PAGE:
Chapter 14 - Antiepileptic Drugs Flashcards Preview

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Flashcards in Chapter 14 - Antiepileptic Drugs Deck (36)
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1

What is epilepsy caused by?

excessive electrical activity of neurons in cerebral cortex

2

What is a seizure?

brief episode of abnormal electrical activity in nerve cells of brain -> may/may not lead to convulsion

3

What is a convulsion?

more severe seizure involuntary spasmodic contractions of any/all voluntary muscles in body, including skeletal, facial, and ocular

4

What is epilepsy?

chronic, recurrent pattern of seizures

5

Primary Epilepsy Another name and what cause

Idiopathic Epilepsy Cause cannot be determined more than 50% of cases

6

Secondary Epilepsy Another name and what cause

Symptomatic Epilepsy Distinct cause identified: trauma, infection, cerebrovascular disorder Infants/children: r/t developmental defects, metabolic disease/injury at birth Adults: acquired brain disorder is major cause

7

What are grand mal seizures now known as?

Generalized onset seizures

8

What is happening in generalized-onset seizures?

neuronal activity originating simultaneously in both hemispheres

9

What are the subtypes of generalized onset seizures?

1. Tonic-clonic

2. tonic

3. clonic

4. atonic (drop attacks)

5. myoclonic

6. absence and infantile spasms

10

Who is generalized onset seizures most often seen in?

children

11

How will a generalized onset seizure present itself to you?

1. loss of consciousness

2. no postical confusion

3. may have rhythmic movements

4. no convulsion

12

What are the 3 types of partial-onset seizures?

1. Simple (used to be "petit mal seizures")

2. Complex

3. secondary generalized tonic-clonic seizure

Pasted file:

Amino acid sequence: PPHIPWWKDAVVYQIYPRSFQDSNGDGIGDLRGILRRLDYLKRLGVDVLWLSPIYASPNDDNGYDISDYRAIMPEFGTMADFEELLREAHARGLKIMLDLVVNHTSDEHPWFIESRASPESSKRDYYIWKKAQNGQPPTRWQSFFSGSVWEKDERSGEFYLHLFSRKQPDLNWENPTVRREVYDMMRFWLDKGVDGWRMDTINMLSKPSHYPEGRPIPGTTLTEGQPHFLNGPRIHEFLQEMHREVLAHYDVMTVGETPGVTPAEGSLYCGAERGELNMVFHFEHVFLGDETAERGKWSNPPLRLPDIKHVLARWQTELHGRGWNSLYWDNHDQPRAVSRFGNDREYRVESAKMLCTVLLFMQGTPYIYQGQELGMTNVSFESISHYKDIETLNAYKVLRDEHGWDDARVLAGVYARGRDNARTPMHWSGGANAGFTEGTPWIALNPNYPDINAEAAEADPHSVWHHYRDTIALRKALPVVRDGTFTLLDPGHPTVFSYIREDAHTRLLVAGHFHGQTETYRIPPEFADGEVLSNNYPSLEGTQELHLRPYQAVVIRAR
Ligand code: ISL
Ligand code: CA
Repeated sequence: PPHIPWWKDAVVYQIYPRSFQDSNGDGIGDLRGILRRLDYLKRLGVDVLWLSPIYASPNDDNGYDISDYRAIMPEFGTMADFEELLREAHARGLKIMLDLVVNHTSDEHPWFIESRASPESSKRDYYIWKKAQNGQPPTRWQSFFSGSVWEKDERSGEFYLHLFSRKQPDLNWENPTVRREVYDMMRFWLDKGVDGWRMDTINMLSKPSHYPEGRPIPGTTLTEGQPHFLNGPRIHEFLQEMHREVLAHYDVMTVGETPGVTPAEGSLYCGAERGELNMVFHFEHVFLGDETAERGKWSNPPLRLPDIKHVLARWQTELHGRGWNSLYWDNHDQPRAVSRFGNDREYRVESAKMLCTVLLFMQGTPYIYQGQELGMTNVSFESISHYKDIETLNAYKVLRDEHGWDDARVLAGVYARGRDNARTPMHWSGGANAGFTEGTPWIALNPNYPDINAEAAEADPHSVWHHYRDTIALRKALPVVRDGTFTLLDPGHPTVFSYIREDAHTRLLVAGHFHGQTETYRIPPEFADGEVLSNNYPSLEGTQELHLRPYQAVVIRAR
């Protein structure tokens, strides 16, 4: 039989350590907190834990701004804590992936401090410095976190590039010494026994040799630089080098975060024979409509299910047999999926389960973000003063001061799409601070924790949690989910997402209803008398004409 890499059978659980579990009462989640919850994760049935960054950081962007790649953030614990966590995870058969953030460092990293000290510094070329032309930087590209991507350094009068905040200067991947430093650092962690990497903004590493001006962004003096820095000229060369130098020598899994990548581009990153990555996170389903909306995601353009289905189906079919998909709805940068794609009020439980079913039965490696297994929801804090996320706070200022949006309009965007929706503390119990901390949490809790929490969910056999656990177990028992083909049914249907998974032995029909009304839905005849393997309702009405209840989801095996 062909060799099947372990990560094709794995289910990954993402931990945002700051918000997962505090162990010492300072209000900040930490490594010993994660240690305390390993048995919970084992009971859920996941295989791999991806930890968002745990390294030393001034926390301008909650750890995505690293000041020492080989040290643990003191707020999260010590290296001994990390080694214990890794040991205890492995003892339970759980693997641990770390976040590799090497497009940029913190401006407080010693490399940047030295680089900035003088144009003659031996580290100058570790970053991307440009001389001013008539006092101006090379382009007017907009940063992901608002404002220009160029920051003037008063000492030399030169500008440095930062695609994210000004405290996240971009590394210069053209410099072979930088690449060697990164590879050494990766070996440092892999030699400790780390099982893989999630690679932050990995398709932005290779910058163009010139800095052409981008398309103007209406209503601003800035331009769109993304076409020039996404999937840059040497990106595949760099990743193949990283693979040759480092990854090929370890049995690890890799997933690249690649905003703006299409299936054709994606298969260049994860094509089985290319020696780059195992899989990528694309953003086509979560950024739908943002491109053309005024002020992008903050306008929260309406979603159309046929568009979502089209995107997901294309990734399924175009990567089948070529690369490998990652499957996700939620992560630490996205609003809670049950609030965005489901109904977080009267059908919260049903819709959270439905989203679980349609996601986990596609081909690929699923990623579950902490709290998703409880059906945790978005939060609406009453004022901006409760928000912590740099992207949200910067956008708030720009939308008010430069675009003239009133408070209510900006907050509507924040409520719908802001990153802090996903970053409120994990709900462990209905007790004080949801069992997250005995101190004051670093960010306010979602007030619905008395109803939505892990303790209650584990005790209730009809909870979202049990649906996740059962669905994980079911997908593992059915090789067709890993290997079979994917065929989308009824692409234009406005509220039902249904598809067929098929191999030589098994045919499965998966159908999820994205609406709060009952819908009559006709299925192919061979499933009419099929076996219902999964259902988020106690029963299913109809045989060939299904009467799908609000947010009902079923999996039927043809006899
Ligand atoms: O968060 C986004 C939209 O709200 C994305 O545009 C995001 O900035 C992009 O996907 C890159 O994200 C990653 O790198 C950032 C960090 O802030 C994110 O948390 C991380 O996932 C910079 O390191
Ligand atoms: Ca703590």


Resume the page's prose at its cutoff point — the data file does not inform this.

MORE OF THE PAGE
13

Characteristics of Simple Partial-onset seizures

brief loss of awareness (blank stare), no LOC

hallucinations

autonomic nervous system responses

personality changes

motor symptoms are commonly at face, arms, and leg

14

What are the classifications of seizures?

1. Partial seizures 

-simple 

-complex

2. Generalized seizures

3. Unclassified seizures

15

Characteristics of Complex Partial-onset Seizures 

impaired consciousness

memory impairment

behavioral effect

aura, chewing, swallowing, unreal feelings

tonic, clonic, or tonic-clonic seizures

16

Characteristics of Secondary Generalized Tonic-Clonic Seizure

Partial onset seizures that progress

Occurs in up to 40% of pts

Postictal confusion

17

What is an Unclassified Seizure?

Seizures that do not fit into any other category

18

What can status epilepticus lead to?

hypotension, hypoxia, and cardiac dysrhythmias

which can all lead to brain damage and death

19

What is status epilepticus?

multiple seizures occurring without recovery between

20

What can febrile seizures progress to?

Status epilepticus

21

What drugs are used to treat status epilepticus?

1. diazepam

2. fosphenytoin

3. lorazepam (off label use)

4. phenobarbital

5. phenytoin

Page 221, Table 14-3 has all the doses, onsets, etc.

22

What are Antiepileptic Drugs (AEDs) also known as?

anticonvulsants

23

What are the goals of therapy using AEDs?

control/prevent seizures while maintaining reasonable quality of life

minimize adverse effects/drug-induced toxicity

24

How long does AED therapy last? When can the pt discontinue?

therapy is usually lifelong

Pts who are seizure-free for 1-2 years may be able to discontinue

25

_______ drug therapy started before _______ drug therapy

single drug therapy started before multiple drug therapy

26

Titrate antiepileptic drugs to the lowest effective level. True or false?

True

27

MOA of AEDs

Exact MOA is unknown.

AEDs are thought to alter movement of Na, K, and Ca ions across nerve cells in the brain

1. Increase the threshold of activity (reduce nerve's ability to be stimulated)

2. Limit the spread: suppress transmission of impulses from one nerve to the next

3. Decrease the speed of nerve conduction within a neuron

28

Overall effect of MOA and AEDs

Neurons stabilized

Neuron hyperexcitability decreased

Excessive nerve impulse spread decreased

29

Indications of AEDs

prevention/control of seizure activity

long-term maintenance therapy for chronic, recurring seizures

acute treatment of convulsions and status epilepticus

other uses

30

Adverse effects of AEDs

 

Numerous - vary per drug

often necessitate change in meds

Phenytoin: long-term may cause gingival hyperplasia, acne, hirsutism, and dilantin facies

black box warning (2008): suicidal thoughts/behavior is twice the risk